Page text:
Rebels, who had been threatening to attack Port-au-Prince if Aristide did not step down, entered the capital city after the former leader left. They were greeted with throngs of cheering and dancing residents, many shouting “Good job” and “Guy Philippe,” the name of the main rebel leader. Others watched indifferently, their arms folded, according to the Associated Press.
Aristide left under pressure from the United States and France, political opposition groups and the armed insurgents, who initiated more than three weeks of violent uprisings in the Caribbean country. Clashes between the insurgents and militant Aristide supporters left an estimated 100 people dead.
The former president arrived Monday in the Central African Republic for “a few days,” according to state radio. He is expected to then travel to South Africa.
Aristide said in a short radio broadcast that those who overthrew him had “cut down the tree of peace,” but “it will grow again,” the AP reported.
Under the Haitian constitution, the interim head of the country of 8 million is the Supreme Court chief justice, Boniface Alexandre. He was sworn in Sunday afternoon and will remain in power until elections in 2005.
Also Sunday, the first of several hundred U.S. Marines flew to Port-au-Prince to prevent armed insurgents from making a grab for power, according to Reuters.
Philippe said he planned to make preparations for Alexandre to assume office. “We’re going to make sure the palace is clean for the president to come … that there is no threat there,” he told the AP.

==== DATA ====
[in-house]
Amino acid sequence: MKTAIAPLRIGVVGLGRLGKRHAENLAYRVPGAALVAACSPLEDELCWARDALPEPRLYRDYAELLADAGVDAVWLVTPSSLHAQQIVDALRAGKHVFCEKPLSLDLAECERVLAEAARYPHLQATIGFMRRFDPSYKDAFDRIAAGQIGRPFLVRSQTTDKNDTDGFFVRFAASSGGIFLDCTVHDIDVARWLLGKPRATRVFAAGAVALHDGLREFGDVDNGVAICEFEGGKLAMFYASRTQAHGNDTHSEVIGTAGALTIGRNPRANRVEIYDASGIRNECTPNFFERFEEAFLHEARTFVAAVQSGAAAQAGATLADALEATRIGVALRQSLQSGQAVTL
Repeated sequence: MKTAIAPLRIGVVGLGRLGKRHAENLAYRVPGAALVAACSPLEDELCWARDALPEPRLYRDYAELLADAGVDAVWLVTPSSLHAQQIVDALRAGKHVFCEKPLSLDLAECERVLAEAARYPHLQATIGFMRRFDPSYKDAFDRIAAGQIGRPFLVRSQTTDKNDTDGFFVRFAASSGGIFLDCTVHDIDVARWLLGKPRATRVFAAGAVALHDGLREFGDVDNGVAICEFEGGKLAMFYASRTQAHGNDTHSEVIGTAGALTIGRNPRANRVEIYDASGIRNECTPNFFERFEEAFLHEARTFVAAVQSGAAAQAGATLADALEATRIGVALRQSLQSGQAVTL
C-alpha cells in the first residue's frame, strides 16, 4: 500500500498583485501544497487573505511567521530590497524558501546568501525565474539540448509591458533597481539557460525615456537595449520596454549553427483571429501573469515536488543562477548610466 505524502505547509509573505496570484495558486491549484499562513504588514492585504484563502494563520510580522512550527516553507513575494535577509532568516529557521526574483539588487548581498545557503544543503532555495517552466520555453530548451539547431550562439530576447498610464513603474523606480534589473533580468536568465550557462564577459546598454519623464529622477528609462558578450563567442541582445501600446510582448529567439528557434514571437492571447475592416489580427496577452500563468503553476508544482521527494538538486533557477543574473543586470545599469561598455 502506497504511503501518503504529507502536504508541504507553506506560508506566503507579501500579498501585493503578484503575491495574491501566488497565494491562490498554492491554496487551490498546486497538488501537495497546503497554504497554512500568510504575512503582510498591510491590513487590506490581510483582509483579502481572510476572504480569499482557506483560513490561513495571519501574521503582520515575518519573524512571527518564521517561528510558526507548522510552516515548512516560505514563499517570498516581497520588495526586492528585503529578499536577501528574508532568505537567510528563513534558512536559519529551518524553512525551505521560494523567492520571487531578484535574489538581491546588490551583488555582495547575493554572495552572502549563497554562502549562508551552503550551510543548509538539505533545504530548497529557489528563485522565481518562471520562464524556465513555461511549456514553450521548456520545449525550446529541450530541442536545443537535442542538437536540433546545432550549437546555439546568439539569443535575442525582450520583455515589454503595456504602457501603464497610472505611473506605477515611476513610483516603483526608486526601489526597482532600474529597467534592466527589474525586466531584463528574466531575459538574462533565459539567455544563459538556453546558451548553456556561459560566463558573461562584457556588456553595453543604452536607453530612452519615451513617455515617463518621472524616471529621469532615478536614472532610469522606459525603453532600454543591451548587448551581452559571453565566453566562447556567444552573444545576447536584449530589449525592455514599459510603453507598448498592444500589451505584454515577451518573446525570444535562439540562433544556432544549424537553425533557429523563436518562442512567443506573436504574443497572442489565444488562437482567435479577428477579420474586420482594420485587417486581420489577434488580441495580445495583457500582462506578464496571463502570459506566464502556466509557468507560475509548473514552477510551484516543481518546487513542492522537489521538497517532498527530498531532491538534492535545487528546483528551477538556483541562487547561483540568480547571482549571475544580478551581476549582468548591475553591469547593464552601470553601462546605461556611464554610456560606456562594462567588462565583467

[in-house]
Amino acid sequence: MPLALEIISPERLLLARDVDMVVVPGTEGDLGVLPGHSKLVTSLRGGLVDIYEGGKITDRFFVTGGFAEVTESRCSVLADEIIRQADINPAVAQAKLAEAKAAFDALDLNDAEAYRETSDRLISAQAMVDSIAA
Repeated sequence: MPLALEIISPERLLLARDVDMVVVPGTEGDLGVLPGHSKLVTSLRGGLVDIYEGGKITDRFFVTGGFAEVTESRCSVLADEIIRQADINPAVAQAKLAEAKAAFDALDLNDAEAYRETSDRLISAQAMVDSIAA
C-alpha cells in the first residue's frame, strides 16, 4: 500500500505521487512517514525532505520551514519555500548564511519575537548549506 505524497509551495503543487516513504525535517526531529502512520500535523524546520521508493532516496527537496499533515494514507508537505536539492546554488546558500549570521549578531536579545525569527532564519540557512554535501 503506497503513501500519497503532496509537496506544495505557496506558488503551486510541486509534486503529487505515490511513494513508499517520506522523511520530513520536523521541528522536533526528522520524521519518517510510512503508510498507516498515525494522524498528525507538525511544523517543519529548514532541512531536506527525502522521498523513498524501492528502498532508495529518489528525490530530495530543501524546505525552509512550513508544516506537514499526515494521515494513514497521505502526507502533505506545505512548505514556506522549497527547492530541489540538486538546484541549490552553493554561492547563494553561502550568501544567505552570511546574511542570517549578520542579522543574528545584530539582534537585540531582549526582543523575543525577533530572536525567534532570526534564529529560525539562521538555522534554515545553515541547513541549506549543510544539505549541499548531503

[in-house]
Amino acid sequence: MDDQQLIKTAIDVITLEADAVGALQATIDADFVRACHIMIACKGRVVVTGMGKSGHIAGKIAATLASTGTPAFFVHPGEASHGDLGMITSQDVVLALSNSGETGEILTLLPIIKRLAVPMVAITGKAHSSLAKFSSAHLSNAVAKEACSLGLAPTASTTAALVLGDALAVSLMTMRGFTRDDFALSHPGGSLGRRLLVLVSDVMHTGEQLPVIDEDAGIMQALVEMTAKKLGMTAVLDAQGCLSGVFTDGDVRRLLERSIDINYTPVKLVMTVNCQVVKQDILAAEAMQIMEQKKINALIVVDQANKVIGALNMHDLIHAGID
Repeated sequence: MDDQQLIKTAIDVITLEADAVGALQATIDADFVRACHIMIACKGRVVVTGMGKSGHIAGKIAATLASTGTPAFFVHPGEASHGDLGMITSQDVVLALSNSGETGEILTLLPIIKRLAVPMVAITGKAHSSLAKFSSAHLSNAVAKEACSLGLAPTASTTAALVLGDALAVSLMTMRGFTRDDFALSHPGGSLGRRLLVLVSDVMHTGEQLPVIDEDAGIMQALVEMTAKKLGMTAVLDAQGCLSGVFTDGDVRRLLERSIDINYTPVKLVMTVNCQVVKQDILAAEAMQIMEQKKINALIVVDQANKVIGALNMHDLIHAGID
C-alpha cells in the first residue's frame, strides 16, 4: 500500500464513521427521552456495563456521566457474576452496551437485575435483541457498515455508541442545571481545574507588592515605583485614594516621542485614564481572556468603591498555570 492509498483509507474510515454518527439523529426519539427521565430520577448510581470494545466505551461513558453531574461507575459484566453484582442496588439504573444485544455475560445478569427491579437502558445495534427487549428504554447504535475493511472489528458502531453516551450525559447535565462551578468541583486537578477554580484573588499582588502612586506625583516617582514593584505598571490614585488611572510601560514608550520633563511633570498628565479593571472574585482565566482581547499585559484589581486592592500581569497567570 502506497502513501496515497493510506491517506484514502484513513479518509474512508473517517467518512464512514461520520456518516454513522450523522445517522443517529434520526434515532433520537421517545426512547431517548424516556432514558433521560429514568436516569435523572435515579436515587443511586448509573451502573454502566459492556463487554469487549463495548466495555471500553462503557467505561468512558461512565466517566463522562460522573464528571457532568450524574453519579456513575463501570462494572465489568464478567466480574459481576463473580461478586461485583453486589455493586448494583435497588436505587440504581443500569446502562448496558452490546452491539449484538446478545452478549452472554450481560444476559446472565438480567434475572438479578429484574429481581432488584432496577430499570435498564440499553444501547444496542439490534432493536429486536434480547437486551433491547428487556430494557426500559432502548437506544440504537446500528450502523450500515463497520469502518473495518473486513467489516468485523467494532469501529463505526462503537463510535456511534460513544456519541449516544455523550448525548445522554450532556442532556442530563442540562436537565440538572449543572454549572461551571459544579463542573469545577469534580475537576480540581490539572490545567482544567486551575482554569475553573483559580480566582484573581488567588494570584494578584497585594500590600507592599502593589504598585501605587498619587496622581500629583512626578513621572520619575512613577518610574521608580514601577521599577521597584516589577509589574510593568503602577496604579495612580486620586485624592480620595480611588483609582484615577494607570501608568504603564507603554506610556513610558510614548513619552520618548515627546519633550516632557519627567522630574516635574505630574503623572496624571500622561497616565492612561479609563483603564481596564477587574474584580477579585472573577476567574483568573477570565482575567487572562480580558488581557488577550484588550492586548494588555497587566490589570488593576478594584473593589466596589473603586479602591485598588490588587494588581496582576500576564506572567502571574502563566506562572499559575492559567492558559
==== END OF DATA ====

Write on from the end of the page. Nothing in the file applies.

But U.S. Secretary of State Colin Powell said he did not want some of the leaders of the rebels to take any role in a new government.
“Some of these individuals we would not want to see re-enter civil society in Haiti because of their past records and this is something we will have to work through,” he said.
One of the leaders is Louis Jodel Chamblain, a former soldier who also headed the paramilitary group FRAPH, the Front for the Advancement and Progress of Haiti, which killed and maimed hundreds of Aristide supporters under military dictatorship between 1991-94.
Philippe was in the military in the period when it repressed dissident politicians.
Col. David Berger, head of a U.S. Marine contingent, said 150 Marines from the 8th Battalion, based in Camp Lejeune, N.C., had arrived to secure key sites in the capital to achieve more stability. Fifty Marines had already been sent to protect the American Embassy during the uprising.
Powell said the U.S. forces “will have a lead role” initially in restoring order.
“I think initially we will comprise the bulk of the effort,” he told CBS on Monday. “But I think over time, those numbers will shift.”
The 50 French troops were sent to secure French diplomatic sites, including the embassy and ambassador’s residence.
The United States is helping create an interim “council of elders” made up of the opposition, the government and the international community to run Haiti until early elections next year, according to officials at the State Department.